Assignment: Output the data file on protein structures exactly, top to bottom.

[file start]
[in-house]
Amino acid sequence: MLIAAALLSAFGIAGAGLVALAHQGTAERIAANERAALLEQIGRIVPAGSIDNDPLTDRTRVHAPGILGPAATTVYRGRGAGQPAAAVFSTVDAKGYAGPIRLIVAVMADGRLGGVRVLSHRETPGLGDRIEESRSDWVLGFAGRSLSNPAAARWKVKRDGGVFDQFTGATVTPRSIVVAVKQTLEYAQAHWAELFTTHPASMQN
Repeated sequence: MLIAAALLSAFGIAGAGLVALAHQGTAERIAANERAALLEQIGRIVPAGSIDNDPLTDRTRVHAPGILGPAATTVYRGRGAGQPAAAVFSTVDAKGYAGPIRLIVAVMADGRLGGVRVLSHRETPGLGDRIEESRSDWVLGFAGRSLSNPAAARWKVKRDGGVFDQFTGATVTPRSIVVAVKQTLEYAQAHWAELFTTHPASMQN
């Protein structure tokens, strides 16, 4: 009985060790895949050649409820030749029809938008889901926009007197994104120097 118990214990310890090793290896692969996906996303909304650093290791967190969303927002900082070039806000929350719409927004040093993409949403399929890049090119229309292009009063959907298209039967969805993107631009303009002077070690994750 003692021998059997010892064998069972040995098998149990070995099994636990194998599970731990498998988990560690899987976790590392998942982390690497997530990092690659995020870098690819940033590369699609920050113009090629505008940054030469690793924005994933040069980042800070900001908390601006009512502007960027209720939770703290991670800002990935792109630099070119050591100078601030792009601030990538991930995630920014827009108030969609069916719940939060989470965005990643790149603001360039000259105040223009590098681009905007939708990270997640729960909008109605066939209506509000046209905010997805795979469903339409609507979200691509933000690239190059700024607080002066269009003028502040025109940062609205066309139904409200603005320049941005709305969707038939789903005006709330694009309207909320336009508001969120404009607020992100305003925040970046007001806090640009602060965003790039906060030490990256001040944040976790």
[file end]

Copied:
[in-house]
Amino acid sequence: MLIAAALLSAFGIAGAGLVALAHQGTAERIAANERAALLEQIGRIVPAGSIDNDPLTDRTRVHAPGILGPAATTVYRGRGAGQPAAAVFSTVDAKGYAGPIRLIVAVMADGRLGGVRVLSHRETPGLGDRIEESRSDWVLGFAGRSLSNPAAARWKVKRDGGVFDQFTGATVTPRSIVVAVKQTLEYAQAHWAELFTTHPASMQN
Repeated sequence: MLIAAALLSAFGIAGAGLVALAHQGTAERIAANERAALLEQIGRIVPAGSIDNDPLTDRTRVHAPGILGPAATTVYRGRGAGQPAAAVFSTVDAKGYAGPIRLIVAVMADGRLGGVRVLSHRETPGLGDRIEESRSDWVLGFAGRSLSNPAAARWKVKRDGGVFDQFTGATVTPRSIVVAVKQTLEYAQAHWAELFTTHPASMQN
């Protein structure tokens, strides 16, 4: 009985060790895949050649409820030749029809938008889901926009007197994104120097 118990214990310890090793290896692969996906996303909304650093290791967190969303927002900082070039806000929350719409927004040093993409949403399929890049090119229309292009009063959907298209039967969805993107631009303009002077070690994750 003692021998059997010892064998069972040995098998149990070995099994636990194998599970731990498998988990560690899987976790590392998942982390690497997530990092690659995020870098690819940033590369699609920050113009090629505008940054030469690793924005994933040069980042800070900001908390601006009512502007960027209720939770703290991670800002990935792109630099070119050591100078601030792009601030990538991930995630920014827009108030969609069916719940939060989470965005990643790149603001360039000259105040223009590098681009905007939708990270997640729960909008109605066939209506509000046209905010997805795979469903339409609507979200691509933000690239190059700024607080002066269009003028502040025109940062609205066309139904409200603005320049941005709305969707038939789903005006709330694009309207909320336009508001969120404009607020992100305003925040970046007001806090640009602060965003790039906060030490990256001040944040976790």